A year and a half after the COVID-19 recession, one of the sharpest economic contractions in history, the U.S. economy has rebounded rapidly and now seems to be overheated. Inflation is at its highest level in 30 years, and supply chains are strained: Shipping costs and delivery lags are increasing substantially, inventories are running down, and firms are finding it difficult to get key production inputs.
However, there is no consensus on the extent to which disrupted supply chains account for recent increases in inflation relative to other channels. In particular, the bold fiscal response to the pandemic, along with the increased wealth due to the stock market and housing boom, have boosted demand for goods and services. Along with unprecedented labor market shortages, these forces can increase inflation even with well-oiled supply chains. Supply chain issues can exacerbate price increases: Even industries without large changes in demand might be forced to reduce supply and increase prices in response to shortages of key inputs.
This essay discusses the extent to which supply chain disruptions account for the recent rise in inflation. We focus on the case of semiconductors, for which demand increased along with the pandemic-driven demand for electronics. The following features of the semiconductor industry make it an important case for investigating the role of supply chains in inflation:
(i) Semiconductors, including microchips, are used in a wide range of goods, from computers to toys and automobiles, among many others.1 According to our calculations, approximately 25 percent of 226 manufacturing sectors use semiconductors as a direct input, and these industries account for 39 percent of total manufacturing output.2
(ii) Semiconductors are a key component for production in many sectors. Even though semiconductors typically account for only a small fraction of total input costs, scarcity of semiconductors can halt production of any good needing them because semiconductors have no close substitutes and production capacity is extremely costly to increase. Thus, semiconductor-dependent industries can do little in the short run in response to a shortage.
For instance, modern vehicles cannot be produced without microchips, although each car only uses a few hundred dollars' worth. Semiconductor shortages have held up auto production (Figure 1) and driven up prices (Figure 2). We next conduct an exercise that investigates the extent to which such shortages have affected prices across the U.S. economy.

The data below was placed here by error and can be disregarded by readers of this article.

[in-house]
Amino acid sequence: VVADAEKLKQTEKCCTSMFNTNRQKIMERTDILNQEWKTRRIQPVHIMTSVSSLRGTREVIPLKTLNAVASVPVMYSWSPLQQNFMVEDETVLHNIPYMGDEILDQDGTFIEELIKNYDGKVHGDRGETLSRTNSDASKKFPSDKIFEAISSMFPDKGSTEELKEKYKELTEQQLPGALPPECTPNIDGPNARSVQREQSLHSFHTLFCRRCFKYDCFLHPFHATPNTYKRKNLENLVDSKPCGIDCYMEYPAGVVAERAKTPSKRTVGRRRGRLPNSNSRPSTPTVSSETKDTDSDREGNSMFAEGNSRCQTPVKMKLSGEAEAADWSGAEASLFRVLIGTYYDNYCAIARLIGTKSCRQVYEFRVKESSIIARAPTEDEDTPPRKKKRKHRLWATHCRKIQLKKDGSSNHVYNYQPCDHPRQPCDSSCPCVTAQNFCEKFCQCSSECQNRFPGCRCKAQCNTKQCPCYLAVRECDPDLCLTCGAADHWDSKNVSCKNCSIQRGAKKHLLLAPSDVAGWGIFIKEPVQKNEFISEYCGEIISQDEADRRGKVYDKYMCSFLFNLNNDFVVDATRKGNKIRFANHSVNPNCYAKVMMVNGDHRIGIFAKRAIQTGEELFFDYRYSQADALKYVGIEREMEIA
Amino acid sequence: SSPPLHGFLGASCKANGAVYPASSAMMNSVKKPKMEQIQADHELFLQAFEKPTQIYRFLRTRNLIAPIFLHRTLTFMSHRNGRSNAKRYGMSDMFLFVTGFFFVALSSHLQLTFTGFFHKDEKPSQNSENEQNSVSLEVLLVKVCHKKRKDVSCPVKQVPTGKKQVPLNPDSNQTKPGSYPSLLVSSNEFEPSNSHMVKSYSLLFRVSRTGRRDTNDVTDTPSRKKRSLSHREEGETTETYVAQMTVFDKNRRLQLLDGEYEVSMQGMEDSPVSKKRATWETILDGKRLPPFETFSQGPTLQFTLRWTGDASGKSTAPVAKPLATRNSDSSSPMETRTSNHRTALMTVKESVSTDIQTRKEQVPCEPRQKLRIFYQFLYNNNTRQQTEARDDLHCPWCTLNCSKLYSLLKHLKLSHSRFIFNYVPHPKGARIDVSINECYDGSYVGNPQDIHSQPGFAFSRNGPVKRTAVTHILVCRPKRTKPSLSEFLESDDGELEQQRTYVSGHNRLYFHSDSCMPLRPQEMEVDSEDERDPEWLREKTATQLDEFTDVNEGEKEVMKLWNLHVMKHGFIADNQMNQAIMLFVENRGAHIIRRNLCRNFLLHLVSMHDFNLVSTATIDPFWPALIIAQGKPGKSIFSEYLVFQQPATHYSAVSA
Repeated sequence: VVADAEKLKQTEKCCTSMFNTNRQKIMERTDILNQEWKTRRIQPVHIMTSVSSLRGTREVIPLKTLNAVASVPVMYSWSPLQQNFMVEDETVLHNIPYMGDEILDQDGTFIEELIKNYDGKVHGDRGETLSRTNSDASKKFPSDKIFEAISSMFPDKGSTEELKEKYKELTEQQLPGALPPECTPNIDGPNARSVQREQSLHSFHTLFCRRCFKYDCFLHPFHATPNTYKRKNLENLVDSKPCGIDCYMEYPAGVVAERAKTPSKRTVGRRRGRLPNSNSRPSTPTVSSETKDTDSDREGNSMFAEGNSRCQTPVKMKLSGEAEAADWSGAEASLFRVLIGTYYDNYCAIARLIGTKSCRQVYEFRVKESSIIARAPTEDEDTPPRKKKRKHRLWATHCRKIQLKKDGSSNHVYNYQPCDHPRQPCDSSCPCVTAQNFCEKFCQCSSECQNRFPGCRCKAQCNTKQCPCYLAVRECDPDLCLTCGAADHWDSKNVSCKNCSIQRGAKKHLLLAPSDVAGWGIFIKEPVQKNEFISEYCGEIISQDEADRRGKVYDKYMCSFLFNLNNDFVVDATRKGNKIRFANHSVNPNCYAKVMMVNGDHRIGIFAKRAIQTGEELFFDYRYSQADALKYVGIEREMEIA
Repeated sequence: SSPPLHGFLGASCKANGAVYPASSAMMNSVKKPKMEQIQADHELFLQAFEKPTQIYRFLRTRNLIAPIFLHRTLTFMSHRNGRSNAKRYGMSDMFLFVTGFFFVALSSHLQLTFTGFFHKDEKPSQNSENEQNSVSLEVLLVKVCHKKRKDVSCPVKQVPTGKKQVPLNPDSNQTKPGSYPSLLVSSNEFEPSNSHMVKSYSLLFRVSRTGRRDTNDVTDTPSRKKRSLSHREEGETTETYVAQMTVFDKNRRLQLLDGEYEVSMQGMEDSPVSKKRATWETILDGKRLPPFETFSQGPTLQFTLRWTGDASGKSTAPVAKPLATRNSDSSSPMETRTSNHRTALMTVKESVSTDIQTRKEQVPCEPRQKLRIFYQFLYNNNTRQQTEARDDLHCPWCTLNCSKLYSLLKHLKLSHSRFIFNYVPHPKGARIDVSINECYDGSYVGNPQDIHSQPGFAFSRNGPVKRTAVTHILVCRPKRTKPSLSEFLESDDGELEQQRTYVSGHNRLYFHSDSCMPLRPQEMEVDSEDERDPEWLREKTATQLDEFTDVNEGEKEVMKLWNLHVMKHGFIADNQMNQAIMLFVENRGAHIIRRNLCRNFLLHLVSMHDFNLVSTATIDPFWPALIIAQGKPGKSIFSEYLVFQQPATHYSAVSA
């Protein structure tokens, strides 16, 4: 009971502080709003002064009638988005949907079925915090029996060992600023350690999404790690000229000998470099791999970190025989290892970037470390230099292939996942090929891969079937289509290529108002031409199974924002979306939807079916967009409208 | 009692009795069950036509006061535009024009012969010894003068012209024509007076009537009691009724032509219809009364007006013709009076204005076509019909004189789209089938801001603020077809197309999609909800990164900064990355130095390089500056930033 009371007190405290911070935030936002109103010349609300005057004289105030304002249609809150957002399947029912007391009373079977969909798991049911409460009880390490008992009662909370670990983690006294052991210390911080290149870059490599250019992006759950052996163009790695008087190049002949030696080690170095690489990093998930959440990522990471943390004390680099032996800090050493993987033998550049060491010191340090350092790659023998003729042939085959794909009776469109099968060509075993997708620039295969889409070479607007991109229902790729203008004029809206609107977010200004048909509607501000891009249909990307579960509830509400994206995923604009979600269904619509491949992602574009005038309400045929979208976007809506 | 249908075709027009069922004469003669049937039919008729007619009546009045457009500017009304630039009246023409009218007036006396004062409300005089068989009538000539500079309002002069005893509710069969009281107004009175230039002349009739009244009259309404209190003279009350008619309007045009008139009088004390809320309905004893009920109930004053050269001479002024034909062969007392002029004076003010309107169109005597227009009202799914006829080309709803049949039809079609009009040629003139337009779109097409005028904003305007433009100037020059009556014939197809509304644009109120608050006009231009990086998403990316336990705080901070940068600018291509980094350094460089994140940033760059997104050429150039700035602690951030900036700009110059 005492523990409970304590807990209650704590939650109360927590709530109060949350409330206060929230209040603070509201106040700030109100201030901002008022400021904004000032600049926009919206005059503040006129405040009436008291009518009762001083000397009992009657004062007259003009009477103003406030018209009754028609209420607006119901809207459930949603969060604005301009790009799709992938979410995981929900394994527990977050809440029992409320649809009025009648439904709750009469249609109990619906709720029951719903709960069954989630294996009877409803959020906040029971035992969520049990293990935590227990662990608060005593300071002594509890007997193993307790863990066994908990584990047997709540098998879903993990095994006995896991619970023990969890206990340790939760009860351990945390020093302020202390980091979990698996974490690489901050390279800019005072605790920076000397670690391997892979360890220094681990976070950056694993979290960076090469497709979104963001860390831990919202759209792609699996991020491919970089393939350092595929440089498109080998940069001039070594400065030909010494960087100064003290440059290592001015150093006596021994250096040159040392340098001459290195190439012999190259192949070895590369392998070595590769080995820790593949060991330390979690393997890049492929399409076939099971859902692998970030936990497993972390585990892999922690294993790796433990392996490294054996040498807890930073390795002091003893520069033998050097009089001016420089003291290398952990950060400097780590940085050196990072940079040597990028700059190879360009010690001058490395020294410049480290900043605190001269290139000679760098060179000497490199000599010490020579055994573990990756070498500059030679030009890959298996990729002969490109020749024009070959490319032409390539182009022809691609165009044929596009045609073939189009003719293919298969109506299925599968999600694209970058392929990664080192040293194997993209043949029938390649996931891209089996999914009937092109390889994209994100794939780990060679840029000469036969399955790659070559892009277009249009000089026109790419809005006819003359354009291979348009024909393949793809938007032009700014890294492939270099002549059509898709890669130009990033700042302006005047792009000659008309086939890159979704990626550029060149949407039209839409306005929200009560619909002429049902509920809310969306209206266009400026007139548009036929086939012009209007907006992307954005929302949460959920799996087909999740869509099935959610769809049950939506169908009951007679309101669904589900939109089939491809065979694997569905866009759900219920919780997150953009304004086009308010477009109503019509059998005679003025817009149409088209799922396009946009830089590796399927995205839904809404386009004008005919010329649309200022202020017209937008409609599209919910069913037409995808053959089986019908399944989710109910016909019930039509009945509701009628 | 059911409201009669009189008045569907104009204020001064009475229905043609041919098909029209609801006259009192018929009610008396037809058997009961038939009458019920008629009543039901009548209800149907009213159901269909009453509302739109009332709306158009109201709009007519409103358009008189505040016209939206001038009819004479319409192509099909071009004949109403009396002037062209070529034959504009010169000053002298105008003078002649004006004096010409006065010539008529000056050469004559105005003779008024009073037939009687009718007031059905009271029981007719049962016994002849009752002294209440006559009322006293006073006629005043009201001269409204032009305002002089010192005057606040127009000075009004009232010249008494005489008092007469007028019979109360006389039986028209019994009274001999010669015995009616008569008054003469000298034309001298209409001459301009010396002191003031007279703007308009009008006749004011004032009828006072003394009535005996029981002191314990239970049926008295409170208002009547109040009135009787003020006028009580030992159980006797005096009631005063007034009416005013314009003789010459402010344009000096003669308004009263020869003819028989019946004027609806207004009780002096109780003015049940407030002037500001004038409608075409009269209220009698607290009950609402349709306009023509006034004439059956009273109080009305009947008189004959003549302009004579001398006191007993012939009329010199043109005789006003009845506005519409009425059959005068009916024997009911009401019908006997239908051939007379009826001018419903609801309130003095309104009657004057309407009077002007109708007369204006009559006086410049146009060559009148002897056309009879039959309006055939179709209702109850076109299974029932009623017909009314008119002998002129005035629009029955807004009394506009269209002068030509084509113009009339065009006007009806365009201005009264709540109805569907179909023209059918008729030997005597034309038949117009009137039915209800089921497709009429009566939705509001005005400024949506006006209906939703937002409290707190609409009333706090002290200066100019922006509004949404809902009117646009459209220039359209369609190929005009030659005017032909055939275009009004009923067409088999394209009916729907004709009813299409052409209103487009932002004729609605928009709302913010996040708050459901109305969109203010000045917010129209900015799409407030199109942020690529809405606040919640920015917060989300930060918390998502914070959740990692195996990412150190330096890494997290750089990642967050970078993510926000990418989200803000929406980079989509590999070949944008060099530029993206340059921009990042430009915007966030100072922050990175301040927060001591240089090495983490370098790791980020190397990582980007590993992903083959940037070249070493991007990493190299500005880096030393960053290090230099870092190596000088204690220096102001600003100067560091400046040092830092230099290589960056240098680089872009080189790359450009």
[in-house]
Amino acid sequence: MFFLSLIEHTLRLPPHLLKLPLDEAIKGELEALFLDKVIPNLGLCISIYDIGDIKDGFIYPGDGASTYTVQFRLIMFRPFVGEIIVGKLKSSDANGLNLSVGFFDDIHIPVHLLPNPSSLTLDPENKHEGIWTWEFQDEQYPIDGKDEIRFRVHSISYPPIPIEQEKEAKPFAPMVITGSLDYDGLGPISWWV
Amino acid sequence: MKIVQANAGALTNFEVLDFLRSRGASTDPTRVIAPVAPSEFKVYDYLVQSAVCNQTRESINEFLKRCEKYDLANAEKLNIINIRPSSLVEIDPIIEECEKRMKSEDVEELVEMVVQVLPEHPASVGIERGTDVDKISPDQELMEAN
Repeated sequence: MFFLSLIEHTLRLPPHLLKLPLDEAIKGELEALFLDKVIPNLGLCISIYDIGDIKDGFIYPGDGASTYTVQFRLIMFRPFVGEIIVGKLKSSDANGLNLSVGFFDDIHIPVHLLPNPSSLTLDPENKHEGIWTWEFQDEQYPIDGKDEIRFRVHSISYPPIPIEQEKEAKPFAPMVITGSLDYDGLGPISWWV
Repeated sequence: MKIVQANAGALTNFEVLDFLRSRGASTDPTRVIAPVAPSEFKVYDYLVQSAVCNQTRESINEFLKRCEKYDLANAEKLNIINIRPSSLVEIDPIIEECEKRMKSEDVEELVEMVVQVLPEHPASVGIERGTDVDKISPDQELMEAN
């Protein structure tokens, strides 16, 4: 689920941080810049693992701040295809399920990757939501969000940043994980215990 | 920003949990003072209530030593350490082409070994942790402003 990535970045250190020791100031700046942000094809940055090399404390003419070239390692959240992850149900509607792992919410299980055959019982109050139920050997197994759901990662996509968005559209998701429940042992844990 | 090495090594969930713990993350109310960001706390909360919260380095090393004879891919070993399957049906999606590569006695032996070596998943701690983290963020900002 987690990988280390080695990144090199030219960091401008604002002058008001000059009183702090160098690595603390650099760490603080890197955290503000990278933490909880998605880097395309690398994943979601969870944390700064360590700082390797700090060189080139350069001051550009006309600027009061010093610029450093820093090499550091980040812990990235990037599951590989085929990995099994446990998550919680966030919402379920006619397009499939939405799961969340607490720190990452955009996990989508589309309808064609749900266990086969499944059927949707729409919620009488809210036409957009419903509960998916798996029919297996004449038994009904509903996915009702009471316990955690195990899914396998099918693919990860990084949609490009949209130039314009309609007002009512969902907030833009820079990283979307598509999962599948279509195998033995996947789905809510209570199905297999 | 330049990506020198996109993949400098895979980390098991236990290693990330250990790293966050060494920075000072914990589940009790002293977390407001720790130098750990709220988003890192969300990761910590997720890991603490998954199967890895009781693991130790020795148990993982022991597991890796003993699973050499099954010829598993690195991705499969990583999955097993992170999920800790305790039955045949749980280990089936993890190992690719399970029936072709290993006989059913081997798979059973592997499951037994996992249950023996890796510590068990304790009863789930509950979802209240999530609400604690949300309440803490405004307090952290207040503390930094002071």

We contrast the dynamics of prices between two groups of manufacturing subsectors: (i) sectors that purchase semiconductors as a direct production input and (ii) sectors that do not. We use 2012 U.S. Bureau of Economic Analysis (BEA) data on over 400 industries to determine which industries rely on semiconductors as an input3 and U.S. Bureau of Labor Statistics (BLS) producer price index data4 for each industry.5
Figure 3 compares the average monthly price changes between the 170 manufacturing industries that do not use semiconductors as a direct input and the remaining 56 manufacturing industries that do.6 The figure shows that price changes were similar between the two groups and hovered around zero from the beginning of 2019 through the end of 2020. During 2021, prices have increased for both groups, and significantly more for those manufacturing industries that use semiconductors as a direct input.7 The price change gap between these two groups had risen to 4 percentage points by September. Higher prices for semiconductor-dependent manufacturing industries is economically meaningful, as these industries account for roughly two-fifths of all manufacturing output.
While this exercise suggests that supply chain challenges might be helping to fuel the recent surge in inflation, other factors are also likely at play. For instance, the pandemic has led to the introduction of unconventional credit policies and unprecedented peacetime fiscal expansion. A more rigorous overview of recent price inflation would be needed to account for these factors. The case of semiconductors nevertheless shows how disruptions in the production of a key input can affect vast supply chains, affecting prices across the economy—with significant macroeconomic implications.